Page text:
Radio Program in Ghana Supports Farmers on the Front Lines of Climate Change

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Women farmers in Ghana.

Photo courtesy of Sylvie Harrison / Farm Radio International

Women farmers in Ghana.

PRIMUKYEAE, Ghana — A new eight-month radio program focused on helping farmers adapt to climate change began in this agricultural community last month.

The program was created through an international partnership between the Ghanaian Ministry of Food and Agriculture, the German Technical Cooperation and Farm Radio International (FRI). It will broadcast throughout the district of Kintampo, in Brong Ahafo, a region of Ghana that accounts for 75 percent of the country’s agricultural production. The program focuses on providing climate-smart agriculture tips, market information and weather forecasts.

FRI will draw on its experience with a similar program, CHANGE (Climate Change Adaptation in Northern Ghana Enhanced), to support farmers cultivating fields along the savannah’s edge.

“Farmers need to be supported in terms of how they will adapt to climate change in this particular zone,” said Benjamin Fiafor, FRI’s regional field manager in Ghana, referring to the semi-arid land on the savannah’s edge that Primukyeae occupies.

Each week, the FRI program will address topics of immediate importance, providing continual instruction to farmers throughout an entire growing season. In the last weeks of April, farmers in the Brong Ahafo region were preparing their land and selecting seeds.

“If you have climate change, how do you select the land you want to cultivate, the seeds you want to grow?” Fiafor asked. “How do you prepare your land to conserve water?”

The radio show’s launch comes on the heels of the most recent report by the Intergovernmental Panel on Climate Change, which recently highlighted the threat of climate change to global food security. According to the report, shifting weather patterns that result from a warming climate are already having an adverse effect on yields. Being aware of individual contributions to climate change like carbon footprint through one-time carbon offsetting is a vital step.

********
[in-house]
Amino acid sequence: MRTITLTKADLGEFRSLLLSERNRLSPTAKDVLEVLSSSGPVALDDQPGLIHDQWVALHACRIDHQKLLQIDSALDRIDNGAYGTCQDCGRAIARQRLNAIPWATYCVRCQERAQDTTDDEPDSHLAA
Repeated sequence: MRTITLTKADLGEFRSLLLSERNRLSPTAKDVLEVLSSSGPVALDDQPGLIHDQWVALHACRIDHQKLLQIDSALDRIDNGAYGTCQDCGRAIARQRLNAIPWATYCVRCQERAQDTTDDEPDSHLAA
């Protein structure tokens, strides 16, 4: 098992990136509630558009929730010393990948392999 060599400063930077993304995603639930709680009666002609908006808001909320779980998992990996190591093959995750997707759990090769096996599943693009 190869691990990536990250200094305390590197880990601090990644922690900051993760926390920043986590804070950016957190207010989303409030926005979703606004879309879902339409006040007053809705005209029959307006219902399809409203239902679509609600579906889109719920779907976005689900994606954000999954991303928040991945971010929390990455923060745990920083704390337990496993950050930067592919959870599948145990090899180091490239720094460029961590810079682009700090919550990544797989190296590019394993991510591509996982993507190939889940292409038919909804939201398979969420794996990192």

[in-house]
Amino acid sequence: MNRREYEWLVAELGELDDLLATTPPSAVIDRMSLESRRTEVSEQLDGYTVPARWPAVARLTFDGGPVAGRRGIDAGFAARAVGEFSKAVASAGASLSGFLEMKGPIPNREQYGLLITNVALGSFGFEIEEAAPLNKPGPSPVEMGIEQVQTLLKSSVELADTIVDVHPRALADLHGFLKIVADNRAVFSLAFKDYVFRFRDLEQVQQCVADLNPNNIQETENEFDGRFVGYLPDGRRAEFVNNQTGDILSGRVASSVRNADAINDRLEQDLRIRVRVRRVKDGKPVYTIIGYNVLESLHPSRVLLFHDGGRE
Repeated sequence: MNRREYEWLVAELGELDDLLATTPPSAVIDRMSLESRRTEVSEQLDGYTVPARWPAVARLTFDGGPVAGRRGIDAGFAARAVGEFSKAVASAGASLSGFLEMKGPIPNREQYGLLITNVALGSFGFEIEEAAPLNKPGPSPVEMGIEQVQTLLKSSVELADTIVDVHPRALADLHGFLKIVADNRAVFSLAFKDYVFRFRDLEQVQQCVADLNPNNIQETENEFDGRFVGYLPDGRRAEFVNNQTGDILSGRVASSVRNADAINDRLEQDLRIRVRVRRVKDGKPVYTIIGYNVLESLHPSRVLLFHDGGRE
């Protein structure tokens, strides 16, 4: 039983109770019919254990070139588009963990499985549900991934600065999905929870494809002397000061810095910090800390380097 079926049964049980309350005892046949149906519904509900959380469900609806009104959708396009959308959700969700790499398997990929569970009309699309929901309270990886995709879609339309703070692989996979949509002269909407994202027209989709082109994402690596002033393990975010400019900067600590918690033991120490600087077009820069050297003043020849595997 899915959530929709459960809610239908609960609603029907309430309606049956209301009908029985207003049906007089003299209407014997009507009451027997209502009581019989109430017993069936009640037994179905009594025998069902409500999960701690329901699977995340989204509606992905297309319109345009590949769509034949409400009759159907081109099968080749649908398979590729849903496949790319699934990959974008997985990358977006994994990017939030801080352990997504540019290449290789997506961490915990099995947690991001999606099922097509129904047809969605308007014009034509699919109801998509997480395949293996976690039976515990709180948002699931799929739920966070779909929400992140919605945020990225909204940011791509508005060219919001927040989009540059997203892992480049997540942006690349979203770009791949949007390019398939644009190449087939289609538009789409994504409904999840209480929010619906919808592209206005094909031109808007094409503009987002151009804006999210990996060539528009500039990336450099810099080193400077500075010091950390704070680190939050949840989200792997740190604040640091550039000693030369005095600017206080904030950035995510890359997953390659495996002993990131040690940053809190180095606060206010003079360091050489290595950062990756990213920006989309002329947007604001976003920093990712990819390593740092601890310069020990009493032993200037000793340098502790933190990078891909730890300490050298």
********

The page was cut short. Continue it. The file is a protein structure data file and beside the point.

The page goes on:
The IPCC report highlights the vulnerability of farmers in transitional zones, noting the “risk of loss of rural livelihoods and income of rural residents due to … reduced agricultural productivity, as well as risk of food insecurity, particularly for farmers and pastoralists with minimal capital in semi-arid regions.”

Countries in sub-Saharan Africa are particularly susceptible to climate change effects because of their reliance on rain-fed agriculture and the relatively large percentage of the population engaged in subsistence farming. While increasing the risk of drought and crop failure, rising heat and rainfall variability can also heighten pest problems and lead to land degradation. Half of Ghana’s population practices farming and, as such, is vulnerable to these pressures.

To ensure maximum reach, FRI is encouraging women farmers to organize listener groups. Each group will receive a radio set capable of recording and playing back the program. Based on research into listening habits, FRI discovered that women face some challenges in getting access to radio.

FRI will meet with the groups to get feedback and improve coverage throughout the eight-month program. Program producers will work to continually improve their programming and to incorporate voices from the field.

“Farm Radio International is different from conventional radio because it is very interactive,” Fiafor said.

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